The COVID-19 pandemic is a global economic and humanitarian crisis. South Africa’s already dire economic situation, with the triple challenges of systemic poverty, unemployment and inequality, has become bleaker. The national lockdown has exacerbated structural unemployment, led to increased food prices and placed an immense strain on household resources. The pandemic has compounded food insecurity and hunger is widespread. Almost half of the population is chronically poor. For the foreseeable future, the economy in its current configuration will not absorb all the unemployed. Section 27 of the Bill of Rights in the South African Constitution makes provision for Social Security, “including appropriate social assistance if they are unable to support themselves” [2]. Income support in the form of social grants is provided to approximately 18 million of the most vulnerable: the elderly, children and people with disabilities. However, able-bodied people aged 18 to 59 with no or little income are excluded from the social assistance grants. The South African government must uphold the United Nations, International Covenant of Economic, Social and Cultural Rights [3], which it ratified. The Covenant forms the cornerstone of international human rights law. Key recommendations made are that the South African government “ensure that those between the ages of 18 and 59 with little or no income have access to social assistance; consider the possibility of introducing a universal basic income grant”; and “raise the level of government social assistance benefits to a level ensure an adequate standard of living for recipients and their families”. The government’s Social Relief of Distress package introduced a monthly R350 COVID-19 Social Relief of Distress (SRD) grant for six-months for the unemployed, and CSG increase of R500 to be given per caregiver monthly for five months until October 2020. While most grants benefitted from a monthly top-up of R250 for six months, the Child Support Grant was increased by R300 for the month of May only, and then only given per caregiver. Both new social grants are inadequate to cover basic food, energy sources and transport, as well as the additional cost of complying with hygiene protocols during the pandemic. The cost of the monthly basket of staple foods has increased by 6% to R3 413,14 for the period March to July 2020 for the average household. Furthermore, the online platform for applications and dated verifying databases continue to result in serious access challenges for those eligible for the COVID-19 SRD grant. Income support for those aged 18 to 59 with no or little income is a critical step towards the government’s implementation of a universal basic income grant to ensure that all who live in South Africa have an adequate standard of living. The following organisations endorse this campaign: Act Ubumbano, Ahmed Kathrada Foundataion, Albert Luthuli Human Rights Advice Centre, Alternative Information and Development Centre, Archdiocese of Durban Justice and Peace Commission, Beaufort West Advice Office, Bench Marks Foundation, Bertha Centre for Social Innovation and Entrepreneurship Graduate School of Business, Bohlabela Advice Centre, Botshabelo Unemployment Movement, Cancer Alliance, Cash Transfers Working Group of the C19 Peoples Coalition, Centre for Applied Legal Studies, Children in Distress (CINDI), Community Advice Offices South Africa (CAOSA), Consortium for Refugees and Migrants in South Africa (CoRMSA), Congress of South African Trade Unions, Cooperative and Policy Alternative Centre (COPAC), Democracy Development Program, Dirang Ka Kagiso ( Community Home Based Care), Dirang Ka Kagiso ( Wellness Center), Dullah Omar Institute, Environmental Monitoring Group, Equal Education, Heidelberg Advice Office, Hillcrest Aids Centre Trust, Institute for Economic Justice, Institute for Poverty, Land and Agrarian Studies at the University of the Western Cape, Interchurch Local Development Agency, International Labour Research and Information Group (ILRIG), Jersey Farm Advice and Information Centre, Ketekani Community Project, Kgothatsanang organisation, Khutsong Youth Friendly Services, Advice Center, Kwafene Advice office, Lawyers For Human Rights, Legal Resources Centre, Mariann Coordinating Committee (MCC), Matlosana Development Forum, Middelburg Development and Advice Office, Muslim Judicial Council, Ndifuna Ukwazi, Open Secrets, Organised for Work, Probono.org, People's Health Movement, Public Affairs Research Institute (PARI), Public Service Accountability Monitor (PSAM), Right2Know, Scalabrini, Riversdale Advice and Community Development Agency, Section 27, Sexual and Reproductive Justice Coalition (SRJC), Shayisfuba Feminist Collective, Sisterhood Movement, Social Change Assistance Trust (SCAT), Social Justice Coalition, Social Work Action Network South Africa, South African Domestic Services and Allied Workers Union (SADSAWU), South African Food Sovereignty Campaign, South African NGO Coalition (SANGOCO), Southern African Social Policy Research Institute, Standerton Victim Empowerment and Advice Office, Studies in Poverty and Inequality Institute (SPII), Ubuntu Rural Women and Youth Movement, Triangle Project, Western Cape Forum For Intellectual Disability, Women Hope for the Nation, Women on Farms Project, amandla.mobi, Vianney Child and Youth Care Centre, Women's Legal Centre, Workers World Media Productions (WWMP), Zenzeleni Project [1] Cost of household food basket rising, ENCA June 2020 [2] https://www.justice.gov.za/legislation/constitution/SAConstitution-web-eng-02.pdf [3] https://www.ohchr.org/en/professionalinterest/pages/cescr.aspx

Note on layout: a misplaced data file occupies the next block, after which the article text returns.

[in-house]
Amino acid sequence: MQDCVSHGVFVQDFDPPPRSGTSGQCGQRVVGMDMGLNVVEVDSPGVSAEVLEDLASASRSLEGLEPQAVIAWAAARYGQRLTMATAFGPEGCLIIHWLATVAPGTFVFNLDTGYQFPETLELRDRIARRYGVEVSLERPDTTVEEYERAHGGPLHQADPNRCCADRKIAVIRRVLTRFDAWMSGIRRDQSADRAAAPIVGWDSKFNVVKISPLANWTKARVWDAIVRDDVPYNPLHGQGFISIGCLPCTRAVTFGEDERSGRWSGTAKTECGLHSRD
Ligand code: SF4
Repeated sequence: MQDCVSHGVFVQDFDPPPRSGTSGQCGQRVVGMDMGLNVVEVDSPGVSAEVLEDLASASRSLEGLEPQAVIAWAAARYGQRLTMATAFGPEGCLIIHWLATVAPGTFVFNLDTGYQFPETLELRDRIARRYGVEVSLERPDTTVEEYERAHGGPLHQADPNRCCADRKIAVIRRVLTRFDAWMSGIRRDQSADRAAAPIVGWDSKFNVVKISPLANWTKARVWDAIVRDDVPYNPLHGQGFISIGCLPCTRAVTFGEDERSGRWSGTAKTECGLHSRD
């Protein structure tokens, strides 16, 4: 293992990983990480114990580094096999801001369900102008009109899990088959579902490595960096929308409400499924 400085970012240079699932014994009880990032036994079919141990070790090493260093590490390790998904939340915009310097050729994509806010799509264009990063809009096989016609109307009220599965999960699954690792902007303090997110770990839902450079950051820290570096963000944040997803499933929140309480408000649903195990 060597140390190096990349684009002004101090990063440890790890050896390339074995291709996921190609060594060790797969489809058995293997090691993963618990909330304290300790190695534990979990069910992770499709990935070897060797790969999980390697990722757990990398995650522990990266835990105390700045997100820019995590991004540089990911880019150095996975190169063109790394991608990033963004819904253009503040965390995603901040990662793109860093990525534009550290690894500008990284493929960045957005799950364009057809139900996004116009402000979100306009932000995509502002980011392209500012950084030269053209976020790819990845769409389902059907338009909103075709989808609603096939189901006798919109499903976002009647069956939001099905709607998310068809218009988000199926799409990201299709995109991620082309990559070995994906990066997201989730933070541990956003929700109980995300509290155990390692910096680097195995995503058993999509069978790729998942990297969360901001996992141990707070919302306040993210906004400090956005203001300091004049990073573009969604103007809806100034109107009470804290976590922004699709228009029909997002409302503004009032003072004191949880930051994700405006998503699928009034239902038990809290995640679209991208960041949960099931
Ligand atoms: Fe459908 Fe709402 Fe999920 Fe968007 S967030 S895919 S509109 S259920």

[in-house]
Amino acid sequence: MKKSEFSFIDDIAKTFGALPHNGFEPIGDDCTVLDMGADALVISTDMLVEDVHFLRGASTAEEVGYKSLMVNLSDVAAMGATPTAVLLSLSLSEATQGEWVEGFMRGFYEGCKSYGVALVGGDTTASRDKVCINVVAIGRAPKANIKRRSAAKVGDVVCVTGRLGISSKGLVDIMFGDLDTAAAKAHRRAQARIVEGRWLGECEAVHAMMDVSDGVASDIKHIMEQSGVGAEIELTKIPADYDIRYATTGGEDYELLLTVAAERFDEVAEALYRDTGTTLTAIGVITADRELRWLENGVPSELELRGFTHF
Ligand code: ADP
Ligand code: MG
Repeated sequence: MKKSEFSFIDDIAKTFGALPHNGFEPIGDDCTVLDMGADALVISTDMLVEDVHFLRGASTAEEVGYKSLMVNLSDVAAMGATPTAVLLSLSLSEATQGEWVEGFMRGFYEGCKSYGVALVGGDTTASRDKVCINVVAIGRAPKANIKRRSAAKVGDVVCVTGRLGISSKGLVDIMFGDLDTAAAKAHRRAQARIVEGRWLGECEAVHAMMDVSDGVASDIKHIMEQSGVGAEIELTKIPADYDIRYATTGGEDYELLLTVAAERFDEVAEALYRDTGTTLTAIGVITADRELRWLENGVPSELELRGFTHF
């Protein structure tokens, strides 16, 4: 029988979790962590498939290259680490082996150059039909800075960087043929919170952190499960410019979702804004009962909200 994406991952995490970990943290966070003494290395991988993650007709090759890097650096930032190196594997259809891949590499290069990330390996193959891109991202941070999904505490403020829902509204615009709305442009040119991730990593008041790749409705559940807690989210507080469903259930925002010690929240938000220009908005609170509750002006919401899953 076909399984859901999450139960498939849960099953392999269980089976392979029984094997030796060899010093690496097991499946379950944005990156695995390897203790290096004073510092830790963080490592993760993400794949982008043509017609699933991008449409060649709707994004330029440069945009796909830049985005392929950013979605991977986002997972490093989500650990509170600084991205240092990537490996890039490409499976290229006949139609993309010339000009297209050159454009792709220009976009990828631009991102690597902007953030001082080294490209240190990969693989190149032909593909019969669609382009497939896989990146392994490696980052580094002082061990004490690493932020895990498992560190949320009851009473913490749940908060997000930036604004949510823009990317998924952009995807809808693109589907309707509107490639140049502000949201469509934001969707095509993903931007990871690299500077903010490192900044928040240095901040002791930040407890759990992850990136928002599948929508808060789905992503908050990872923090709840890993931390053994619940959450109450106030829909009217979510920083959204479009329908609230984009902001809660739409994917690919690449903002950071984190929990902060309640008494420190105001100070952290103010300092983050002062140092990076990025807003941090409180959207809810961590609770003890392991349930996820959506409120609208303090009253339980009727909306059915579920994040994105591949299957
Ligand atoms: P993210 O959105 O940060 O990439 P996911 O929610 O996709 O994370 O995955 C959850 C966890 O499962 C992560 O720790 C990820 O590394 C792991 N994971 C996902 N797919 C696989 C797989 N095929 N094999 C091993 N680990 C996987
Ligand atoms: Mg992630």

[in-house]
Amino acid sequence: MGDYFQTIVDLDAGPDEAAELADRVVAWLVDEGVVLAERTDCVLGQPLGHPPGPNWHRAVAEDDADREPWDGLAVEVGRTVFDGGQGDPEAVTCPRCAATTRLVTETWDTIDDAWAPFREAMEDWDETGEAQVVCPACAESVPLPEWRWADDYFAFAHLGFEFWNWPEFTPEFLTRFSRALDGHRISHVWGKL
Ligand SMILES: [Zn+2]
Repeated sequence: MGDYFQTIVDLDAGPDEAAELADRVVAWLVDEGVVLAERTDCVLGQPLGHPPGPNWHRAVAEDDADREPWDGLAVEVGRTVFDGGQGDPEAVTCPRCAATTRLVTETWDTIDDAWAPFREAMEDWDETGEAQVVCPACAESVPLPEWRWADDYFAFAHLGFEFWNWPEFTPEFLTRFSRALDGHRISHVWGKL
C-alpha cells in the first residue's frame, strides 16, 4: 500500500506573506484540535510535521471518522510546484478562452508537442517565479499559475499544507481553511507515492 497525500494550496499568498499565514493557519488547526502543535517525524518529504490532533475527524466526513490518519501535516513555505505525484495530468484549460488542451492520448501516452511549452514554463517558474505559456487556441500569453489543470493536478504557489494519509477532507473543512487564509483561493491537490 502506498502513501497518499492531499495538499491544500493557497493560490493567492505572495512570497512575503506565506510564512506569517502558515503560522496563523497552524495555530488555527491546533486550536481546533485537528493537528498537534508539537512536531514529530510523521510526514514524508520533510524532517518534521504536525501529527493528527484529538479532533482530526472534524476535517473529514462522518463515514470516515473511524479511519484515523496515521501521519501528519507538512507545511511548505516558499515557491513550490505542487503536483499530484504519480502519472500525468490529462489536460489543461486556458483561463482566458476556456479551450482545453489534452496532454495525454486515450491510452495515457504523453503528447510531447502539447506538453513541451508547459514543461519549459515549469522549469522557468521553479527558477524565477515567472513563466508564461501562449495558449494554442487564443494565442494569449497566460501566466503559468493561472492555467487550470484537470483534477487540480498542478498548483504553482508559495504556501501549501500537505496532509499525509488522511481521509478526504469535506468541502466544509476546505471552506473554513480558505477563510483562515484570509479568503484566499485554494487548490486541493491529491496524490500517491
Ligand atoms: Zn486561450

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  • Pledge Solidarity with Eastern Cape Community Health Workers